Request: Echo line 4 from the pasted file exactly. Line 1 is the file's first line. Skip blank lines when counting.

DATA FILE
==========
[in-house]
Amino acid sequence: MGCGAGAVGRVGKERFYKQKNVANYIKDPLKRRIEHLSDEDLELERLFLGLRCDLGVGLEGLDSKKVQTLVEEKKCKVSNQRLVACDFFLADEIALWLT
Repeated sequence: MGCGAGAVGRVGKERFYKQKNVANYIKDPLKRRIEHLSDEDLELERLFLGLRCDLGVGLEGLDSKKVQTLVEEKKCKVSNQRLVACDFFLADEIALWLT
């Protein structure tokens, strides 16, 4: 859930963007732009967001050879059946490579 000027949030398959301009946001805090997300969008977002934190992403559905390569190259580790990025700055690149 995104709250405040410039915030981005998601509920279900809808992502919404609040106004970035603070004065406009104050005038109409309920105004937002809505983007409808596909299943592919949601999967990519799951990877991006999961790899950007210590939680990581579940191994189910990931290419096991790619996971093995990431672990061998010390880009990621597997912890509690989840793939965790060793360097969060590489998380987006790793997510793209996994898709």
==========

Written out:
């Protein structure tokens, strides 16, 4: 859930963007732009967001050879059946490579 000027949030398959301009946001805090997300969008977002934190992403559905390569190259580790990025700055690149 995104709250405040410039915030981005998601509920279900809808992502919404609040106004970035603070004065406009104050005038109409309920105004937002809505983007409808596909299943592919949601999967990519799951990877991006999961790899950007210590939680990581579940191994189910990931290419096991790619996971093995990431672990061998010390880009990621597997912890509690989840793939965790060793360097969060590489998380987006790793997510793209996994898709």